Originally, mobile phones were about the size and weight of a house brick. Who can forget the memorable image of Mel Gibson in Lethal Weapon tearing across a bridge with a brick-sized phone in one hand and its briefcase-sized battery pack in the other? Technology advanced, as it does, and a few years ago mobile phones became a sensible size – one that would fit a pocket and not be a drag to carry around.
As many will know, I am not a great user of a mobile phone. I think there are three main reasons:
- I never had a company mobile phone when working so didn’t develop “the habit”;
- not possessing a handbag, I could never be arsed to carry a heavy lump around in my pocket;
- I don’t blather for hours about absolutely nothing on any phone.
Though not a fan, I couldn’t deny that a portable phone is occasionally useful though rarely critical. If I was going to have one, it had to be an unobtrusive one. I eventually bought a Nokia 2630 which was only 11mm thick and weighed a mere 65g. I could slip it in my trouser pocket – sometimes I even remembered to turn it on first – and hardly know it was there.
Therein lies the problem; my phone’s unobtrusiveness was also it’s shortcoming. Some while ago I forgot about my unimportant Nokia 2630 and left it in my trouser pocket. My trousers went the wash and got treated to a 40C wash cycle. The phone did not survive [Ed: what a surprise!] though, fortunately, the SIM card did. I bought a replacement Nokia 2630. At least now I had a spare charger. 🙂
On Saturday, having been washed after returning from a trip to the New Forest, I put on a cleanly laundered pair of trousers. Our neighbours announced the arrival of their very fresh and very first granddaughter. I thought I send Carol a message to let her know, having been knitting for the expected infant. Where’s my phone? Ah, in my trouser pocket. Whoops! Nokia 2630 mark 2 had also been laundered. Fortunately, once again the SIM survived. I couldn’t get another Nokia 2630 but I did get a Nokia 2330, slightly thicker and heavier at 14mm and 80g. Phones are getting bigger again. Why? And quite why a more modern phone should have a lower number than it’s outmoded predecessor is completely beyond me. It doesn’t matter, I’m just curious.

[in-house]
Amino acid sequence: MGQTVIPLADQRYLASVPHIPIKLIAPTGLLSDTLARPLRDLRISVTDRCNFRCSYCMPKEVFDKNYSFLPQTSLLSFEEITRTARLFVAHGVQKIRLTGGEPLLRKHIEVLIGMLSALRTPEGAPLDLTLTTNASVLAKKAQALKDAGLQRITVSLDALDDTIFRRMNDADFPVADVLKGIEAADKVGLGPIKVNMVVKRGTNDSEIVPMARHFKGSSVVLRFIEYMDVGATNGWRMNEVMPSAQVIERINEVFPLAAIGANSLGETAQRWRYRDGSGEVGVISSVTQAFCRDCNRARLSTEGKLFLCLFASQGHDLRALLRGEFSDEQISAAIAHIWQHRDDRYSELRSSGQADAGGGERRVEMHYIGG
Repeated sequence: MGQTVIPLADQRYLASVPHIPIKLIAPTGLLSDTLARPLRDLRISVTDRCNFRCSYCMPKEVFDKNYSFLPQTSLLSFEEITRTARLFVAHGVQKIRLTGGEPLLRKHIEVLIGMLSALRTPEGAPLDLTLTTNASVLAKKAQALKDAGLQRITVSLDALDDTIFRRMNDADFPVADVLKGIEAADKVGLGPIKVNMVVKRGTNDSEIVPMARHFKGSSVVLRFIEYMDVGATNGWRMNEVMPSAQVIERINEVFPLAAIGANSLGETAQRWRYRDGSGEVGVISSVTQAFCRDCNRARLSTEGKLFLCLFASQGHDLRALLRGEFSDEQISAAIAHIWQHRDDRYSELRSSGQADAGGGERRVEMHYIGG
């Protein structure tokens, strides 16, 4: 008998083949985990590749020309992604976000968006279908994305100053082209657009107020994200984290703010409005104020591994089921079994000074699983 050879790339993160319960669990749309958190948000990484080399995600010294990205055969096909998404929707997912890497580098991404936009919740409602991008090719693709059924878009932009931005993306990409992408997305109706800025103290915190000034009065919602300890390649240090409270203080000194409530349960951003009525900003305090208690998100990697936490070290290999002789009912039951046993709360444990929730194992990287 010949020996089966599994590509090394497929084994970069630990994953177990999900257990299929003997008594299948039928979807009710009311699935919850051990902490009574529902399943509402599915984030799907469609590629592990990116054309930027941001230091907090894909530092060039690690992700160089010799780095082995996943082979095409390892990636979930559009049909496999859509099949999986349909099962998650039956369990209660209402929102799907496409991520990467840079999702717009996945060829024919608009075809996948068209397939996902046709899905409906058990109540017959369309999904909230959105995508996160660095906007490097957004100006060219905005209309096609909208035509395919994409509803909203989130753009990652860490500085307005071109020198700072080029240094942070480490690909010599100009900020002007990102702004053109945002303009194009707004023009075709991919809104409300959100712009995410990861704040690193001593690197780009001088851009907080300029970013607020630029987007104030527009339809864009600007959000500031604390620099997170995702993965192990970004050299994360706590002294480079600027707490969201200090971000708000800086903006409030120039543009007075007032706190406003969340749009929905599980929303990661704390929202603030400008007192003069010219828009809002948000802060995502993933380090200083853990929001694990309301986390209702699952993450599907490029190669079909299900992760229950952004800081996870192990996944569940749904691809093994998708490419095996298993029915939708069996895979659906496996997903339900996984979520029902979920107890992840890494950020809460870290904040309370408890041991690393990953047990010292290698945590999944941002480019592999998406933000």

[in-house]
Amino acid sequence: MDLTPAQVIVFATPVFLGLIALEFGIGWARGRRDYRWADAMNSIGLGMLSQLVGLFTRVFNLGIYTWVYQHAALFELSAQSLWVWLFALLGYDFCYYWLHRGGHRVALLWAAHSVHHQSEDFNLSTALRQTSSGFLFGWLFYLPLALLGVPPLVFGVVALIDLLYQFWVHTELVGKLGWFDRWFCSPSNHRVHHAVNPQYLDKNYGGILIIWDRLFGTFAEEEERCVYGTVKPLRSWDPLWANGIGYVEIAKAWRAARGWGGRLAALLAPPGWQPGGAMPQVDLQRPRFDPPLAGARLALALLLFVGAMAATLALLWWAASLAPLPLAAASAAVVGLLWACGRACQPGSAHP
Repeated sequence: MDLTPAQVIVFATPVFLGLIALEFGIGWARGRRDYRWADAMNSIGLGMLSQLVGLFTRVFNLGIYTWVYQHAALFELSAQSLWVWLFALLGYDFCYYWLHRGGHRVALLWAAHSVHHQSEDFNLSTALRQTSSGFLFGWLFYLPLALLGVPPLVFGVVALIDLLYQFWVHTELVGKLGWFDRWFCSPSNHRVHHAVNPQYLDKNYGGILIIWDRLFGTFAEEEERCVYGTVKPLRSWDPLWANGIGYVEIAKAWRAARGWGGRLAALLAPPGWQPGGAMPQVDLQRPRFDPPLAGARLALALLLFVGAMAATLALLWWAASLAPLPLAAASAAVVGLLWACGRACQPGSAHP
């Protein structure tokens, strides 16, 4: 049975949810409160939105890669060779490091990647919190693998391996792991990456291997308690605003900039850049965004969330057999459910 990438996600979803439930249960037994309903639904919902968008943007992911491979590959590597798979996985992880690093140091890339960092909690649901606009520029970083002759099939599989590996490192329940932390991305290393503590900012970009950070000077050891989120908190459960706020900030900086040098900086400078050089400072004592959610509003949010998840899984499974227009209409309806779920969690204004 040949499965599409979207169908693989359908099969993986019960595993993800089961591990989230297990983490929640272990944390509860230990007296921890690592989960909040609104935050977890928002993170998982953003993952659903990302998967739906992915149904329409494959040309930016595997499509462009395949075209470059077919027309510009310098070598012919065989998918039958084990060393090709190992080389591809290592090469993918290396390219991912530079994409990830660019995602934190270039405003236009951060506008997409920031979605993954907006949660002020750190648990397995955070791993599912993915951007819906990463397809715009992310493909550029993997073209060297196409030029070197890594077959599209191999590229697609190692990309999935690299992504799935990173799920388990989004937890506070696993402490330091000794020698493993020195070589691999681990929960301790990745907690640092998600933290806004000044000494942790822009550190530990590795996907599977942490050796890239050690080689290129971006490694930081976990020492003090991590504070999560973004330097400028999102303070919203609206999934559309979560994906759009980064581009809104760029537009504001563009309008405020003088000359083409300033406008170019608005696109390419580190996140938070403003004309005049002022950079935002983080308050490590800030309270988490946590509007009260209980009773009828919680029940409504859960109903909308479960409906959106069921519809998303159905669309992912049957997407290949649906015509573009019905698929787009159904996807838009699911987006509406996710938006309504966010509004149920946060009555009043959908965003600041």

The phone is actually amusingly called the Nokia 2330 Classic. “Classic” seems to be marketing mumbo-jumbo for “basic”. It’s classic in that, being a phone, it makes phone calls and sends text messages. Most people, of course, are now buying larger devices that surf the Internet and have countless “apps”. Their pockets are filling up again.
It’s a good job I keep washing cheap phones. Though, maybe if I had a big expensive do everything job, it would make me remember that it was in my pocket.
I’ve got three chargers now.